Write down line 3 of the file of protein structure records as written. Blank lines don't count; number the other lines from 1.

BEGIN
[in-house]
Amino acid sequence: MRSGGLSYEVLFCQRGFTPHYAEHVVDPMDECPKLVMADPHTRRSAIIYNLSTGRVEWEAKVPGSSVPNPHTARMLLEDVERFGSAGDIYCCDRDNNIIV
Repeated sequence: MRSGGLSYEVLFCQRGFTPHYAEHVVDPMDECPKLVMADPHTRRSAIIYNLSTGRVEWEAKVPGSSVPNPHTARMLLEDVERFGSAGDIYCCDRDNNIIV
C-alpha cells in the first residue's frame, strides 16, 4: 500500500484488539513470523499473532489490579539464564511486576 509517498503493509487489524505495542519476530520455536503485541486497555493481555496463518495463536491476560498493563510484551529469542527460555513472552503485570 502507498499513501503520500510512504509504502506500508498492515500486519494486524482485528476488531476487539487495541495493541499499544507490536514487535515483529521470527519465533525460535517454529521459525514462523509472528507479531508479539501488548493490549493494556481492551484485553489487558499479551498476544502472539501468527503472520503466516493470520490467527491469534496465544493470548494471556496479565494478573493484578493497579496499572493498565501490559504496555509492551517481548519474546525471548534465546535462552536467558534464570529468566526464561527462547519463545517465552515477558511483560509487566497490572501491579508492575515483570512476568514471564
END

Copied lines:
Repeated sequence: MRSGGLSYEVLFCQRGFTPHYAEHVVDPMDECPKLVMADPHTRRSAIIYNLSTGRVEWEAKVPGSSVPNPHTARMLLEDVERFGSAGDIYCCDRDNNIIV